- Paperback: 288 pages
- Publisher: Edinburgh University Press (8 April 2010)
- Language: English
- ISBN-10: 0748640258
- ISBN-13: 978-0748640256
- Product Dimensions: 23.1 x 1.5 x 15.5 cm
- Average Customer Review: 4.3 out of 5 stars See all reviews (3 customer reviews)
- Amazon Bestsellers Rank: 647,386 in Books (See Top 100 in Books)
- See Complete Table of Contents
The Edinburgh Introduction to Studying English Literature Paperback – 8 Apr 2010
There is a newer edition of this item:
Customers who bought this item also bought
What other items do customers buy after viewing this item?
Enter your mobile number or email address below and we'll send you a link to download the free Kindle App. Then you can start reading Kindle books on your smartphone, tablet, or computer - no Kindle device required.
To get the free app, enter your mobile phone number.
If you are a seller for this product, would you like to suggest updates through seller support?
An up-to-date guide for students ... Each chapter is contributed by leading scholars from the University of Edinburgh. --Times Higher Education
About the Author
Dermot Cavanagh is Senior Lecturer in English at the University of Edinburgh. Alan Gillis teaches creative writing as well as modern and contemporary poetry at the University of Edinburgh. Michelle Keown is Lecturer in English Literature and the University of Edinburgh and specialises in Postcolonial literature and theory, particularly that of the Pacific region. James Loxley works on Renaissance and early modern poetry and drama, especially the work of Ben Jonson; the literature and political discourse of the civil war period and the writing of Andrew Marvell; and contemporary literary theory, particularly issues of performativity. Randall Stevenson is Professor of Twentieth-Century Literature.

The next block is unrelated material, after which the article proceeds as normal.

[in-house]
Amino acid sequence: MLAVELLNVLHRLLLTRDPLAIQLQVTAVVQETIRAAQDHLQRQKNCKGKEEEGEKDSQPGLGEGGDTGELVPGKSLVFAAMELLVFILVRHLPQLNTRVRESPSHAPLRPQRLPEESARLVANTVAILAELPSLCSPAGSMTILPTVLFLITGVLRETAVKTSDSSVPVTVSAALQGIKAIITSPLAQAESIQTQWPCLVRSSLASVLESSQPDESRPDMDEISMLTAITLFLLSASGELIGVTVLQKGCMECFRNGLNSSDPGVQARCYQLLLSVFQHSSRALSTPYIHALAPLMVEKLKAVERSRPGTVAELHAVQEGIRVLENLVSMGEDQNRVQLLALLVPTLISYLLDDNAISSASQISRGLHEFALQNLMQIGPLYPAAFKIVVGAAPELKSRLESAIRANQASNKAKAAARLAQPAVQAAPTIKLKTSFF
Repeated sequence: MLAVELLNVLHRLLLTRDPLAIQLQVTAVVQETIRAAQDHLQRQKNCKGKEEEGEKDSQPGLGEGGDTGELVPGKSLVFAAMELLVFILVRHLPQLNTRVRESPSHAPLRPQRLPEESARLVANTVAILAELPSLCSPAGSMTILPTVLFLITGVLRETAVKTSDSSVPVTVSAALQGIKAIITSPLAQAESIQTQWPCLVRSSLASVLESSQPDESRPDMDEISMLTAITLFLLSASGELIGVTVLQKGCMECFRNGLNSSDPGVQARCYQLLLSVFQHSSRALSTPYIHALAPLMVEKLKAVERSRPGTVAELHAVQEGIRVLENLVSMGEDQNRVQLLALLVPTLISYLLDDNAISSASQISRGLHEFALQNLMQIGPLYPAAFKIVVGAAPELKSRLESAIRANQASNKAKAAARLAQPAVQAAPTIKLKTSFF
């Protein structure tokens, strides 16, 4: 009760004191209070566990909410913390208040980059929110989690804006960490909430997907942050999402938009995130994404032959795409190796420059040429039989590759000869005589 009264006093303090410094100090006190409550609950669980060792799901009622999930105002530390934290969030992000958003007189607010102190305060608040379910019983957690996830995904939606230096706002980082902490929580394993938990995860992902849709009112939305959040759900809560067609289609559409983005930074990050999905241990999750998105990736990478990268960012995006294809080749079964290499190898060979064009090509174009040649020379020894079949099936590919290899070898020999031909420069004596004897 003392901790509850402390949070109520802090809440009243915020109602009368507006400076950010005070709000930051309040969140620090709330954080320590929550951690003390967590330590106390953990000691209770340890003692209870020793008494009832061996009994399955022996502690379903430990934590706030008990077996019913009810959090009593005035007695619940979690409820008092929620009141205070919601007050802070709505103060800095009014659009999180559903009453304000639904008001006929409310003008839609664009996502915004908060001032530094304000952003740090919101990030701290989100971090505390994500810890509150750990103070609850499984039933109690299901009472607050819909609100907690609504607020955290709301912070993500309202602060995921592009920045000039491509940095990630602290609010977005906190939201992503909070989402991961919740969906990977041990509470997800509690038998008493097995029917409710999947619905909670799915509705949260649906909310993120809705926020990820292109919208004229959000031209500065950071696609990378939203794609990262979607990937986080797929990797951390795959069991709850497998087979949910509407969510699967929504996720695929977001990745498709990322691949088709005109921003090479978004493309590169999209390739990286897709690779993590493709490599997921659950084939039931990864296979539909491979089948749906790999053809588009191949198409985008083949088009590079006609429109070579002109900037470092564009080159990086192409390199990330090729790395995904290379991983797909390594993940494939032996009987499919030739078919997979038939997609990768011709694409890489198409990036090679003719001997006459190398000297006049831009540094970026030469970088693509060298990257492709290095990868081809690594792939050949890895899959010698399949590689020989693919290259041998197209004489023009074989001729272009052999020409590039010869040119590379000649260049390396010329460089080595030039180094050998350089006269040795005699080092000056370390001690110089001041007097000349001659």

Top Customer Reviews
At this level of scholarship, this is extremely sloppy.
Some of the essays are helpful but some are simply baffling. For example, "...the most we can say about a 'great' work of literature is that it is a particularly impressive failure". I have no idea what that means. My fault, I'm sure, but as an introduction I find this guide lacking.
This book would also be useful for studenst from other universities too, since it provides an excellent and accessible starting point for credible essay sources. Essays regarding poetry, drama and narrative are all covered over multiple different topics within each literary genre, as well as more broad introductory essays over such as questions as 'What is literature?' as well as others. These are questions which all first year undergraduate literature students will study, so this book proves very useful for this demographic.
The table of contents is clear and concise, and the book itself is not overly large, with it being very easy to find the section you need. The font size is also nice, not too small or too large, and so it makes reading the articles less of a jaunt. I particularly like the section at the end of each essay which provides a list of further related works which you can look up. This is also very useful for essay writing, and shortens the search for sources considerably once you've found the topic you are studying.